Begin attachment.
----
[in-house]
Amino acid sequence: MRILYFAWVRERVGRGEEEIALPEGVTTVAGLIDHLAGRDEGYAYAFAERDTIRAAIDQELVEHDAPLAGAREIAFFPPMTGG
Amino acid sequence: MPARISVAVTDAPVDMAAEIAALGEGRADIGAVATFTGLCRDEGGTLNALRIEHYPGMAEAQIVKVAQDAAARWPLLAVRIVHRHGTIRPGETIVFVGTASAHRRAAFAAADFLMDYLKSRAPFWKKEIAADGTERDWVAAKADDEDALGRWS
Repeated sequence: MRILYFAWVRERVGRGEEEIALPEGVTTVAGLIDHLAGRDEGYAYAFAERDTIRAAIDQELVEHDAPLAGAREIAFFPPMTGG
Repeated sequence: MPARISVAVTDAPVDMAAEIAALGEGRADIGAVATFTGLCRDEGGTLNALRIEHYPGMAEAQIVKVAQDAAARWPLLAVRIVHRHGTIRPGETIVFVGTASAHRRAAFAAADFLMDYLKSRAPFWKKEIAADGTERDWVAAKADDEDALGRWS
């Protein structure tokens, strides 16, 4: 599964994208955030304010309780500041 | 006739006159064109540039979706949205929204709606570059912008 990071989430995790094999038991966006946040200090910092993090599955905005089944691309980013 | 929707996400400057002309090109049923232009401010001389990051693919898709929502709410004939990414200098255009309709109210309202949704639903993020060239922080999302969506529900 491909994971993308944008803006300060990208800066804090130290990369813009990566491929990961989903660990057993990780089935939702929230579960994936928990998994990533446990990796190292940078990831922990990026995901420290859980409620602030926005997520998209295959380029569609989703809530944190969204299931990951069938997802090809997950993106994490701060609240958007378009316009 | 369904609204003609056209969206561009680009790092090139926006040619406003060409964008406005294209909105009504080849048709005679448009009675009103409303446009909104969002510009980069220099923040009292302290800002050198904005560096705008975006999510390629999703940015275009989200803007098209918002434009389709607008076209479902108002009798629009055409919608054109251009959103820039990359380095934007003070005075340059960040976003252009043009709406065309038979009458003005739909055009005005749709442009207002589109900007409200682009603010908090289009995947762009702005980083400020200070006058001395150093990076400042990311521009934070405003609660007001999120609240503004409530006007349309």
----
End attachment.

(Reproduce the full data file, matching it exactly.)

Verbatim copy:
[in-house]
Amino acid sequence: MRILYFAWVRERVGRGEEEIALPEGVTTVAGLIDHLAGRDEGYAYAFAERDTIRAAIDQELVEHDAPLAGAREIAFFPPMTGG
Amino acid sequence: MPARISVAVTDAPVDMAAEIAALGEGRADIGAVATFTGLCRDEGGTLNALRIEHYPGMAEAQIVKVAQDAAARWPLLAVRIVHRHGTIRPGETIVFVGTASAHRRAAFAAADFLMDYLKSRAPFWKKEIAADGTERDWVAAKADDEDALGRWS
Repeated sequence: MRILYFAWVRERVGRGEEEIALPEGVTTVAGLIDHLAGRDEGYAYAFAERDTIRAAIDQELVEHDAPLAGAREIAFFPPMTGG
Repeated sequence: MPARISVAVTDAPVDMAAEIAALGEGRADIGAVATFTGLCRDEGGTLNALRIEHYPGMAEAQIVKVAQDAAARWPLLAVRIVHRHGTIRPGETIVFVGTASAHRRAAFAAADFLMDYLKSRAPFWKKEIAADGTERDWVAAKADDEDALGRWS
């Protein structure tokens, strides 16, 4: 599964994208955030304010309780500041 | 006739006159064109540039979706949205929204709606570059912008 990071989430995790094999038991966006946040200090910092993090599955905005089944691309980013 | 929707996400400057002309090109049923232009401010001389990051693919898709929502709410004939990414200098255009309709109210309202949704639903993020060239922080999302969506529900 491909994971993308944008803006300060990208800066804090130290990369813009990566491929990961989903660990057993990780089935939702929230579960994936928990998994990533446990990796190292940078990831922990990026995901420290859980409620602030926005997520998209295959380029569609989703809530944190969204299931990951069938997802090809997950993106994490701060609240958007378009316009 | 369904609204003609056209969206561009680009790092090139926006040619406003060409964008406005294209909105009504080849048709005679448009009675009103409303446009909104969002510009980069220099923040009292302290800002050198904005560096705008975006999510390629999703940015275009989200803007098209918002434009389709607008076209479902108002009798629009055409919608054109251009959103820039990359380095934007003070005075340059960040976003252009043009709406065309038979009458003005739909055009005005749709442009207002589109900007409200682009603010908090289009995947762009702005980083400020200070006058001395150093990076400042990311521009934070405003609660007001999120609240503004409530006007349309």